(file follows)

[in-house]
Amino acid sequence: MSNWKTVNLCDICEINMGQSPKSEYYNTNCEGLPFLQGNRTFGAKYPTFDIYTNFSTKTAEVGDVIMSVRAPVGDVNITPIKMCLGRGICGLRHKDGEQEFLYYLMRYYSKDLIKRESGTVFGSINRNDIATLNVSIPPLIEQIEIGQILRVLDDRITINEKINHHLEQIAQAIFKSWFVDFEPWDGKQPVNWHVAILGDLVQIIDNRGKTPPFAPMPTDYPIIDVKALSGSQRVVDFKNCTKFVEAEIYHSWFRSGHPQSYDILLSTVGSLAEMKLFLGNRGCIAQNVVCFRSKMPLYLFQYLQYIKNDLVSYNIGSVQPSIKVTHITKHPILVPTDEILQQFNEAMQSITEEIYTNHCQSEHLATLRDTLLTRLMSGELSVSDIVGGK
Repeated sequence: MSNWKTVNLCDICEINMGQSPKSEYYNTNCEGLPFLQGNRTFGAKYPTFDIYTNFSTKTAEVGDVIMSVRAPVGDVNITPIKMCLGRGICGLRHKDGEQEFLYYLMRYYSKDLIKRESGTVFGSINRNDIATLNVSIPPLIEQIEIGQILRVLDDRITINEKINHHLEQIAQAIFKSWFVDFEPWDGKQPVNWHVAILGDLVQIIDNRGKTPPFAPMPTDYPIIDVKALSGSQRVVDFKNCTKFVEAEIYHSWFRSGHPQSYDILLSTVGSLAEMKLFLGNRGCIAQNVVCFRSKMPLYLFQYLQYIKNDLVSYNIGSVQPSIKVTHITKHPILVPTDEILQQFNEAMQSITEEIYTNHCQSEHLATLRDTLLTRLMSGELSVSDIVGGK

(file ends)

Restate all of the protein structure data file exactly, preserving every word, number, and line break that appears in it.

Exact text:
[in-house]
Amino acid sequence: MSNWKTVNLCDICEINMGQSPKSEYYNTNCEGLPFLQGNRTFGAKYPTFDIYTNFSTKTAEVGDVIMSVRAPVGDVNITPIKMCLGRGICGLRHKDGEQEFLYYLMRYYSKDLIKRESGTVFGSINRNDIATLNVSIPPLIEQIEIGQILRVLDDRITINEKINHHLEQIAQAIFKSWFVDFEPWDGKQPVNWHVAILGDLVQIIDNRGKTPPFAPMPTDYPIIDVKALSGSQRVVDFKNCTKFVEAEIYHSWFRSGHPQSYDILLSTVGSLAEMKLFLGNRGCIAQNVVCFRSKMPLYLFQYLQYIKNDLVSYNIGSVQPSIKVTHITKHPILVPTDEILQQFNEAMQSITEEIYTNHCQSEHLATLRDTLLTRLMSGELSVSDIVGGK
Repeated sequence: MSNWKTVNLCDICEINMGQSPKSEYYNTNCEGLPFLQGNRTFGAKYPTFDIYTNFSTKTAEVGDVIMSVRAPVGDVNITPIKMCLGRGICGLRHKDGEQEFLYYLMRYYSKDLIKRESGTVFGSINRNDIATLNVSIPPLIEQIEIGQILRVLDDRITINEKINHHLEQIAQAIFKSWFVDFEPWDGKQPVNWHVAILGDLVQIIDNRGKTPPFAPMPTDYPIIDVKALSGSQRVVDFKNCTKFVEAEIYHSWFRSGHPQSYDILLSTVGSLAEMKLFLGNRGCIAQNVVCFRSKMPLYLFQYLQYIKNDLVSYNIGSVQPSIKVTHITKHPILVPTDEILQQFNEAMQSITEEIYTNHCQSEHLATLRDTLLTRLMSGELSVSDIVGGK